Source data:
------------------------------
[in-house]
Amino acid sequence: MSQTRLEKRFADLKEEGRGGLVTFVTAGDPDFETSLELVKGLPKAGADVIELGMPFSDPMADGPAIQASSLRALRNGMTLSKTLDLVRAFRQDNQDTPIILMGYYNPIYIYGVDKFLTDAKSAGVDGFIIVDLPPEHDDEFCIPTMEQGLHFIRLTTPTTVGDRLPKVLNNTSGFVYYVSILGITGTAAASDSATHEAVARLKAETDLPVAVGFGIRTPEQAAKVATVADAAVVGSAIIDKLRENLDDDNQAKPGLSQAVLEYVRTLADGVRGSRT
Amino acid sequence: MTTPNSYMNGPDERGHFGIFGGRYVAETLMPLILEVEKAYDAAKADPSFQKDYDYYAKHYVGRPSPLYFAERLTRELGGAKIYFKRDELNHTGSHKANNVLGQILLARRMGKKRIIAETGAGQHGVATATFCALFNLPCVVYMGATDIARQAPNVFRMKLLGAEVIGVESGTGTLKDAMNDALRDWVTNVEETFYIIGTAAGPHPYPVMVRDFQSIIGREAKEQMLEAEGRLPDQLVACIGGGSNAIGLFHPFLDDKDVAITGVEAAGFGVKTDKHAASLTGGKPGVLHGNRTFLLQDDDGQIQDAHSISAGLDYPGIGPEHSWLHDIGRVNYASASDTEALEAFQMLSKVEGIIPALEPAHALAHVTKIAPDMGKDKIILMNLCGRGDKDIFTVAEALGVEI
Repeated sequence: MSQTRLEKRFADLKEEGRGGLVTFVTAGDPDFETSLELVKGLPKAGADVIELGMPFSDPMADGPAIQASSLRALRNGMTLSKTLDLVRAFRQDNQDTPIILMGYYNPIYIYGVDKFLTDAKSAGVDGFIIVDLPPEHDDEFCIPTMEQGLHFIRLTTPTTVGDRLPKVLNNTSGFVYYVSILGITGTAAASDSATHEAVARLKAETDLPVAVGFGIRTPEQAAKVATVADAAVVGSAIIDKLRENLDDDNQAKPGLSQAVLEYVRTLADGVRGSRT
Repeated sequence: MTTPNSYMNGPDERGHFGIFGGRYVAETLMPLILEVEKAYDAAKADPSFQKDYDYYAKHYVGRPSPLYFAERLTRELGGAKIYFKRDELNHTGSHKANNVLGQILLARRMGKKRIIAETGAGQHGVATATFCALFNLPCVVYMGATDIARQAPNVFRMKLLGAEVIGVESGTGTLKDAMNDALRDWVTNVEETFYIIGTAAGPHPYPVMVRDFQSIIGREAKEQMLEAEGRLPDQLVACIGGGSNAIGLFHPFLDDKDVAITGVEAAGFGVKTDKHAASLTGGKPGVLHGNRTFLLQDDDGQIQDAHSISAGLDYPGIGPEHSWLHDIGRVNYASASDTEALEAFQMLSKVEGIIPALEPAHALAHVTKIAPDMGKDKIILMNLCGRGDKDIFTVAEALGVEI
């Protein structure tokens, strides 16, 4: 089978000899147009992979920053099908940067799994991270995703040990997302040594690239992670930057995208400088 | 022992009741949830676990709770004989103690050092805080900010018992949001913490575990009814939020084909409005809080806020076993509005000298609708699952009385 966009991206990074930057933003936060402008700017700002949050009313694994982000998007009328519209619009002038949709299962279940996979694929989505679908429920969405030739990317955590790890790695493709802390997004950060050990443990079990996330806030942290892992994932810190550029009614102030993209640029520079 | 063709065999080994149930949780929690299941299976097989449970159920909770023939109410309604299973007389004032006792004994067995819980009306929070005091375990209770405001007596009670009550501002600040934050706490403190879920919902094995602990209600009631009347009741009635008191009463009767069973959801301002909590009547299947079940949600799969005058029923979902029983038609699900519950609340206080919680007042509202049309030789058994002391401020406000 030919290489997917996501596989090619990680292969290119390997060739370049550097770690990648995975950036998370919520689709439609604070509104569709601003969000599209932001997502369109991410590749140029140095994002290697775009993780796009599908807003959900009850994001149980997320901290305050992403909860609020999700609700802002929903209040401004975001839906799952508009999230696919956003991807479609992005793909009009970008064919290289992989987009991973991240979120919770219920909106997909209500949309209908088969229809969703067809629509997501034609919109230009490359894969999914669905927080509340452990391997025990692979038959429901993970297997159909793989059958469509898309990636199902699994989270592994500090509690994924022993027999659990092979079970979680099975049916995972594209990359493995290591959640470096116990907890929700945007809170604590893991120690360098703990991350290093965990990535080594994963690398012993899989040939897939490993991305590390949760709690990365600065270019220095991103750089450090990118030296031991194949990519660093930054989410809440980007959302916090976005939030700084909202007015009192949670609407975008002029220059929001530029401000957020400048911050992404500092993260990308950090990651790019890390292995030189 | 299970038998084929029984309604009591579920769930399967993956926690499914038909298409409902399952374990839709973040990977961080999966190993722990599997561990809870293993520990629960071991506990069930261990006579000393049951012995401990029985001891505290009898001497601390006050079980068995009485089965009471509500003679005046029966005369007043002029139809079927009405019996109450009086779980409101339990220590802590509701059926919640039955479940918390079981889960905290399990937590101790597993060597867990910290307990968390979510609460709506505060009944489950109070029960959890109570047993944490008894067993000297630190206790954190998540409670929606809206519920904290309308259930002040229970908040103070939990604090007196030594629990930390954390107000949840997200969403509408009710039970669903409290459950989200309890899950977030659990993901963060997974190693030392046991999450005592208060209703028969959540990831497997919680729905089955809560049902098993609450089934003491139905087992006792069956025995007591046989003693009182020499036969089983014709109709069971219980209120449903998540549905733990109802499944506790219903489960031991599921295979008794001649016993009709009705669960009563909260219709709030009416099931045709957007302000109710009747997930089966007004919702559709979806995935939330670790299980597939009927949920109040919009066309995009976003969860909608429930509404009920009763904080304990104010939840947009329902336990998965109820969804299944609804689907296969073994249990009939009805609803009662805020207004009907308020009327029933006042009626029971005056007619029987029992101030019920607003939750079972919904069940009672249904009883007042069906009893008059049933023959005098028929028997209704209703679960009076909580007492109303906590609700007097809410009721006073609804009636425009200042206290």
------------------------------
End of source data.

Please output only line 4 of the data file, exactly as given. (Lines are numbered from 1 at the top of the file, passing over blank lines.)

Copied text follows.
Repeated sequence: MSQTRLEKRFADLKEEGRGGLVTFVTAGDPDFETSLELVKGLPKAGADVIELGMPFSDPMADGPAIQASSLRALRNGMTLSKTLDLVRAFRQDNQDTPIILMGYYNPIYIYGVDKFLTDAKSAGVDGFIIVDLPPEHDDEFCIPTMEQGLHFIRLTTPTTVGDRLPKVLNNTSGFVYYVSILGITGTAAASDSATHEAVARLKAETDLPVAVGFGIRTPEQAAKVATVADAAVVGSAIIDKLRENLDDDNQAKPGLSQAVLEYVRTLADGVRGSRT